Recently a conversation came up in the GT office about the state of relations between UCSC and the larger Santa Cruz community. The Great Town-Gown Cold War that stretched into the 2000s seems to have thawed somewhat, with incidents like the student shutdown of Highway 1 in 2015 occasionally setting diplomacy back decades. Ironically, considering the longtime divide, UCSC produces a lot of graduates who go on to lead the political and social movements championed by Santa Cruz community members. If one person most symbolizes how the goals of students and progressive locals are in sync, it’s probably Carmen Perez, a UCSC graduate and national co-chair of the Women’s March on Washington that inspired so many in the city of Santa Cruz in January. Perez is returning to Santa Cruz on April 28 to speak at the Cocoanut Grove as part of UCSC’s Alumni Weekend—and my guess is there will be far more than just students there to hear her speak. Maria Grusauskas talked to her in this issue about how the march charted a new direction for political activism, and what’s next.
Meanwhile, I talked to another UCSC grad, Amelia McDonell-Parry, about her work on the new season of the social justice podcast Undisclosed, which is reaching more than a million listeners each week with its investigation into “The Killing of Freddie Gray.” What I like most about her story—besides the excellent journalism she is doing on the podcast about a subject that most of us thought we knew, but are now discovering we didn’t—is that after a lot of searching she seems to have found her true calling putting to use what she learned at UCSC. Here’s to shared values and understanding between the city and the hill.
STEVE PALOPOLI | EDITOR-IN-CHIEF
Letters to the Editor
MARCH FOR CLIMATE ACTION
I always thought that politicians, scientists or some collection of experts were going to save us all from climate change catastrophe. A few years ago, I came across Naomi Klein’s book: This Changes Everything: Capitalism vs. the Climate. What spoke to me was Klein’s admission that she, too, had been sitting back, assuming that others would save the day.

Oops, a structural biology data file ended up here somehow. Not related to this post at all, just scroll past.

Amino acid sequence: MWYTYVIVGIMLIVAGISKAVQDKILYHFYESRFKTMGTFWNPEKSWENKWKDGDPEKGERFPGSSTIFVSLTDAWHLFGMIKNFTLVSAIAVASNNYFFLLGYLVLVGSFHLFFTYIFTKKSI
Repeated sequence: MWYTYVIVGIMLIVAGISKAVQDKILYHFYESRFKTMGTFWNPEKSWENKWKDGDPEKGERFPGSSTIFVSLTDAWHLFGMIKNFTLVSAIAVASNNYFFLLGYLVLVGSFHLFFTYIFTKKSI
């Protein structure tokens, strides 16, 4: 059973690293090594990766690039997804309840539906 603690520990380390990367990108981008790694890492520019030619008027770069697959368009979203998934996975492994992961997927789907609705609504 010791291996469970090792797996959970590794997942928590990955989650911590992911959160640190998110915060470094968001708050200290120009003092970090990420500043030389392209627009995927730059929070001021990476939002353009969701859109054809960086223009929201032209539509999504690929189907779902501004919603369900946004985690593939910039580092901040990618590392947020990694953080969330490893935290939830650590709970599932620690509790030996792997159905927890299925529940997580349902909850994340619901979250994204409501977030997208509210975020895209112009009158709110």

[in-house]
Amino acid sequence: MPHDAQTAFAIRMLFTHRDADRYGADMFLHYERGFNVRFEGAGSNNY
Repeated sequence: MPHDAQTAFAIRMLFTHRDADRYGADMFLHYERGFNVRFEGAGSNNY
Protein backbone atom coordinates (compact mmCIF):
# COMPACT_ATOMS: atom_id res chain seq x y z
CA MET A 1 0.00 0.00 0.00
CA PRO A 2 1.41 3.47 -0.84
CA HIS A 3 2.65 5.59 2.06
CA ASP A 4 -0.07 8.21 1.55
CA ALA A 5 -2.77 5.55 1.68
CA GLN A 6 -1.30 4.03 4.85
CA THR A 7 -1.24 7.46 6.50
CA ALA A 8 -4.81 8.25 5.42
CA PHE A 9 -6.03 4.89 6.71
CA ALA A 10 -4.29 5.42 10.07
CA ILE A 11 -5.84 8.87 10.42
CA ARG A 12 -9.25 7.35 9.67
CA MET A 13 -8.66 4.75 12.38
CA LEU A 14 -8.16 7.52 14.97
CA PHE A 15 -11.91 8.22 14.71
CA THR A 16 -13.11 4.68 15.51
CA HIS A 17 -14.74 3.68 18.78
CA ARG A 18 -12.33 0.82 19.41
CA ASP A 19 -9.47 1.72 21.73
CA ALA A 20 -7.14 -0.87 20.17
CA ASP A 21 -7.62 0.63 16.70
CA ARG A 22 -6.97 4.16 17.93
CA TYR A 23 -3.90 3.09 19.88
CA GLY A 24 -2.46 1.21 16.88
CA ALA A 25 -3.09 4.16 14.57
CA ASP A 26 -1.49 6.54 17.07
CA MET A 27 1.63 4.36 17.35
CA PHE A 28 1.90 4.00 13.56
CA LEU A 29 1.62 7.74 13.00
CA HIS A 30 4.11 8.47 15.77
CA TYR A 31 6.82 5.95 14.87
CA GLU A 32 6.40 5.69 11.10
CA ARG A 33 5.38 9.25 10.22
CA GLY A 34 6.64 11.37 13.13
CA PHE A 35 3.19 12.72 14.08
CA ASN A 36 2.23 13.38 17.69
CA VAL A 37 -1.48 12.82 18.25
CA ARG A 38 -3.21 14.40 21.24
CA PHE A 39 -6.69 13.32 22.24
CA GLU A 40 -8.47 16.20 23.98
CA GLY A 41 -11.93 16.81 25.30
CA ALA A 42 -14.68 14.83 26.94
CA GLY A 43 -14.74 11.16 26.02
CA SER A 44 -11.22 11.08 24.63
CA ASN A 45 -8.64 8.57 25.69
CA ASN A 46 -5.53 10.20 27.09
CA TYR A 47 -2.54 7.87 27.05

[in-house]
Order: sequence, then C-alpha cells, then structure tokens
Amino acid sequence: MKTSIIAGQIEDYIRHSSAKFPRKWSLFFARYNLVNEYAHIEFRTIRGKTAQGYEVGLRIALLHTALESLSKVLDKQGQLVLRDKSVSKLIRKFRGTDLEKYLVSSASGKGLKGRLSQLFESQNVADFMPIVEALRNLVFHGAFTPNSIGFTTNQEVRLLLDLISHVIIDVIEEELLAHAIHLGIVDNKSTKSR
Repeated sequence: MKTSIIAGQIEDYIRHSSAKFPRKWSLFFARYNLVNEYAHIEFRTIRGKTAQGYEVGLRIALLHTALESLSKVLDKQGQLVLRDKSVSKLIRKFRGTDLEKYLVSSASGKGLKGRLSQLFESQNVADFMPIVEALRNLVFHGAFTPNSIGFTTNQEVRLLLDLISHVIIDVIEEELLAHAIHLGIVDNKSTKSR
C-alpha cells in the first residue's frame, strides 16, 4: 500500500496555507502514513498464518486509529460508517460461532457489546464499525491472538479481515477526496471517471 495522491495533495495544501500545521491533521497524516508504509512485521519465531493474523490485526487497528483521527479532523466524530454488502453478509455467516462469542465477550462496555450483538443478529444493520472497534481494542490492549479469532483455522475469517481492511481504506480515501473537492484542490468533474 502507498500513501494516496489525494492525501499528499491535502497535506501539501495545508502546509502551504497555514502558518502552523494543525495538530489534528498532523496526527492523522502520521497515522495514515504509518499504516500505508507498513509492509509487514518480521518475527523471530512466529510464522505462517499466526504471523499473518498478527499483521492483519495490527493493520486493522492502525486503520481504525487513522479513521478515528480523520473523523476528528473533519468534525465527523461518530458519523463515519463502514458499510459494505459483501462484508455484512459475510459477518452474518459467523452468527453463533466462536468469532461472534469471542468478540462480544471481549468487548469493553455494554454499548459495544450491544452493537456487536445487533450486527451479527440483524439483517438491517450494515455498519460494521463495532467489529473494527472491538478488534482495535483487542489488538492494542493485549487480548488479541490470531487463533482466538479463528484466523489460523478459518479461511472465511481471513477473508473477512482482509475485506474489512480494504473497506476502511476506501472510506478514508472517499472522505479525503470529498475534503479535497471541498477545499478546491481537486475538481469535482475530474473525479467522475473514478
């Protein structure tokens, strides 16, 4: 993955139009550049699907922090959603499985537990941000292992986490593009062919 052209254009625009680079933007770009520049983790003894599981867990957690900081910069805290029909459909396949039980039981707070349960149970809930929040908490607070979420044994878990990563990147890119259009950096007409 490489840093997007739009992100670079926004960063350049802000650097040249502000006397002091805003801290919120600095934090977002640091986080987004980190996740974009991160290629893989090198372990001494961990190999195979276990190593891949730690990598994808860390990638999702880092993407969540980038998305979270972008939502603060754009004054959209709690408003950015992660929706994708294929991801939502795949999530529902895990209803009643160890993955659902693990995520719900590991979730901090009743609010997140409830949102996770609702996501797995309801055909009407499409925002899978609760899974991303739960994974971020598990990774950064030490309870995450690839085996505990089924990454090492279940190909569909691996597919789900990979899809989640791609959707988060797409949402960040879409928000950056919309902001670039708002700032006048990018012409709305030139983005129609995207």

She began to research and quickly figured out that no one had the answer to our climate dilemma. No one was leading the way to a clean, renewable future.
The book had a powerful punch, and highlighted the immediate need for America to abandon its love affair with burning fossil fuels. I knew I had to get involved to educate others, spread the word about the need to act, and impact local and federal policy.
I searched online for local volunteer opportunities and found the Santa Cruz Climate Action Network. At my first meeting, I learned that each member had read Klein’s book. It had drawn them together and drove them to form SCCAN. Many of the members were former schoolteachers. They had already created a speaker’s bureau and had held more than a few meetings at the Live Oak Grange (on the first Thursday of every month at 6:15 p.m.) featuring speakers and documentaries about the need to reduce greenhouse gas emissions.
One of the big SCCAN events was a Climate Change march on Nov. 22, 2015. At the rally, then-Mayor Don Lane declared November 22 Climate Action Day in Santa Cruz. The following month, SCCAN organized a well-attended, day-long workshop in Santa Cruz, focusing on various aspects of climate impact—rising sea levels, transportation, denialism, and clean energy. Every month since, SCCAN has focused on various projects, such as advocating for Measure Z (Monterey fracking ban), partaking in “Lightning Talks” at the MAH and working closely with Citizens for Sensible Transportation.
This year, with the help of my fellow SCCAN members, I’m coordinating the Peoples Climate Movement march and rally in Santa Cruz, in conjunction with the big march in Washington, D.C. and smaller ones nationwide. We are honored to have great speakers, including Assemblymember Mark Stone, former County treasurer Fred Keeley, UCSC Professor T.J. Demos, and Dr. Susi Moser. There will be tabling by a variety of environmental nonprofit groups, lots of energy and music. Please join us to learn more about what you can do to combat climate change! The march and rally take place on April 29 at 1:30 p.m. in San Lorenzo Park bench lands.
Tamyra Rice | Santa Cruz
I immensely enjoyed your story (GT, 3/29) about the many years of shopping enjoyment at Mr Goodie’s. Kurt and Kit gave the Santa Cruz community a place to find unique treasures for more than three decades.
As the owner of Modern Life Home and Garden, now located in the Pleasure Point section of Santa Cruz, it was wonderful to relive the origins of Modern Life while reading the article. Thank you for highlighting a special part of Santa Cruz’s history.
Jill Sollitto | SANTA CRUZ
Last week’s Good Idea incorrectly stated the location of Atlantis Fantasyworld. It is on Front Street. We regret the error.